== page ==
Tennessee GOP Lawmaker Orders Removal Of Public From Hearing

During a legislative hearing in Tennessee, families affected by a fatal school shooting in Nashville, along with other gun control advocates, were removed from the room by state troopers on the orders of a Tennessee Republican leader.

The emotional scene unfolded during the second day of Tennessee’s special legislative session, which was called by Republican Governor Bill Lee to consider proposals aimed at keeping firearms away from dangerous individuals.

Sarah Shoop Neumann, a parent of a child attending The Covenant School, were among those removed from the room. Neumann and others were waiting to testify in favor of gun control measures. She later returned to testify against a bill that would allow more teachers to carry guns at school.

Neumann expressed her frustration, saying, “We’re just trying to do something. It’s overwhelming.” The families from The Covenant School were seeking changes to Tennessee’s relaxed gun laws following a school shooting that claimed the lives of three children and three adults.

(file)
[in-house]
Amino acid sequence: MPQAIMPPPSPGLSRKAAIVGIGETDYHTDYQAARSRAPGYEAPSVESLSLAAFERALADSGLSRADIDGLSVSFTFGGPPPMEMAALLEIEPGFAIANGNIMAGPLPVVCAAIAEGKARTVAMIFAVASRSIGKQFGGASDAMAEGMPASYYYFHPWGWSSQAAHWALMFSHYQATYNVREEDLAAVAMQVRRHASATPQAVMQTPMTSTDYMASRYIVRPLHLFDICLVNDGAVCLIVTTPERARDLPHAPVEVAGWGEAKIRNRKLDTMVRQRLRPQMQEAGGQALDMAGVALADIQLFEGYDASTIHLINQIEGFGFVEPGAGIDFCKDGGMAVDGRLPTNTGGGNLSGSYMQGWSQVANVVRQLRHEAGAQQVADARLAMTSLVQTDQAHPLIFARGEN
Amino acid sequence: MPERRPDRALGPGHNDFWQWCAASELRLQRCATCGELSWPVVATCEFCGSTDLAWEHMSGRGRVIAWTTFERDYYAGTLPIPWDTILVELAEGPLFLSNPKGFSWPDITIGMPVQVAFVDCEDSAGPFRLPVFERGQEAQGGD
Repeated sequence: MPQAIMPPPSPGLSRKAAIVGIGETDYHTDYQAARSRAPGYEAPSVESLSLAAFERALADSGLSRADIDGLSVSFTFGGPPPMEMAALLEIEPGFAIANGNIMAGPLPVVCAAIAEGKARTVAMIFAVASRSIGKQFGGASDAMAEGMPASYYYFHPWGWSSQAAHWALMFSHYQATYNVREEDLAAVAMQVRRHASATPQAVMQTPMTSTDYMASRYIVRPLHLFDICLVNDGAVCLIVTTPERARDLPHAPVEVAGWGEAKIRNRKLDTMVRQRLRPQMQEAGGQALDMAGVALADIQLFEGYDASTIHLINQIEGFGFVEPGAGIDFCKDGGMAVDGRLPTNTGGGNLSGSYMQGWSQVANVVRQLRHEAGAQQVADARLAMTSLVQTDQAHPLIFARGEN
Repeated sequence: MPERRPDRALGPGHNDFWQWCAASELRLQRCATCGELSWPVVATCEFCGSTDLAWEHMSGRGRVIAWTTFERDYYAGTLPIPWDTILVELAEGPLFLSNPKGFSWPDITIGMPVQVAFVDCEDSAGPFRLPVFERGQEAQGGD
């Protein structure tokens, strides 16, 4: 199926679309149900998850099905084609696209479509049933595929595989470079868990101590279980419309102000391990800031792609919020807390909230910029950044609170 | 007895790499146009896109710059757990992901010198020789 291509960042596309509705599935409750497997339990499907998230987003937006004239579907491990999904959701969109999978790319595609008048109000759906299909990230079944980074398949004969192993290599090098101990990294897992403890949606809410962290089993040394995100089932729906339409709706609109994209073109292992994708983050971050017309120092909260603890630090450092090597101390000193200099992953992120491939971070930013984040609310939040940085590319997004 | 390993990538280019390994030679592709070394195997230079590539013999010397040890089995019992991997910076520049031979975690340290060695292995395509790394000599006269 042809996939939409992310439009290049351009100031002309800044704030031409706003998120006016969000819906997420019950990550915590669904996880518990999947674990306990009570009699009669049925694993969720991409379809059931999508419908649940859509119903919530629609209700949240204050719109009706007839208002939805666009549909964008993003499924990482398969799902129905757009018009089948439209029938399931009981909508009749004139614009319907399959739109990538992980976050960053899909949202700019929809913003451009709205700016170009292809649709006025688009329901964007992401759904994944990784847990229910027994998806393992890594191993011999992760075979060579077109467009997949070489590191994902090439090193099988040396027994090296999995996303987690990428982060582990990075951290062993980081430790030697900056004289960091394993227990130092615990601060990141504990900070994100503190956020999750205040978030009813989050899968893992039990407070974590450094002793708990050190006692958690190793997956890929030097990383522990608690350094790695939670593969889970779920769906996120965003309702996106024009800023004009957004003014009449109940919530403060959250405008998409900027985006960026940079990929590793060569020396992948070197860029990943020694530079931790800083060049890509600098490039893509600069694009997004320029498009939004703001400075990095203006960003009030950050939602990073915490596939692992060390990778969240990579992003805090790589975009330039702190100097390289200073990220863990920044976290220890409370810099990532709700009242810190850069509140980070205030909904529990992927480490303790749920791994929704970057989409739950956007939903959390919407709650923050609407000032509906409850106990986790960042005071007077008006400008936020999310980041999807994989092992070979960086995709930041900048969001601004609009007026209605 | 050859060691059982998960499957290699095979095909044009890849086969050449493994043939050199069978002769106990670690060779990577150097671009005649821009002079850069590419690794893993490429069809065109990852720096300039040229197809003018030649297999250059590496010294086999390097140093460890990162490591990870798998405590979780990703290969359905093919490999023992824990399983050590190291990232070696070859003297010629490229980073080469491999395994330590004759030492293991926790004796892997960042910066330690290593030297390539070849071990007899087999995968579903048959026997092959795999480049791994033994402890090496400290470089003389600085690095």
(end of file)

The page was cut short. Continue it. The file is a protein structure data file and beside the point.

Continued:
Governor Bill Lee’s proposal to address gun control issues has faced significant opposition from the Republican supermajority in the state legislature. Several variations of gun control proposals, including extreme risk protection orders (ERPOs), failed in a House subcommittee without debate. The public was removed from the committee room during the discussion.

The actions by Tennessee Republicans, including the removal of protesters and a ban on carrying signs inside the Capitol and legislative hearing rooms, have drawn attention and criticism. This follows the expulsion of two young Black Democratic lawmakers earlier in the year for breaking House rules during a demonstration in support of gun control.

While those lawmakers have since been reinstated, the incidents have raised concerns about the supermajority’s ability to impose strict penalties on opponents.

Despite the sign ban, some protesters managed to convey their pro-gun control messages by writing on their bodies, clothes, or phones. The removal of protesters during legislative hearings sparked further controversy, with some gun control advocates clapping in response to an announcement that a bill to allow people with handgun carry permits to bring guns onto K-12 and college school property was stalled. The clapping prompted the committee chairman to order the troopers to clear the room.

The situation highlights the intense debate and divisions surrounding gun control issues in the state of Tennessee, with passionate advocates on both sides of the issue seeking to influence the outcome of the legislative session.

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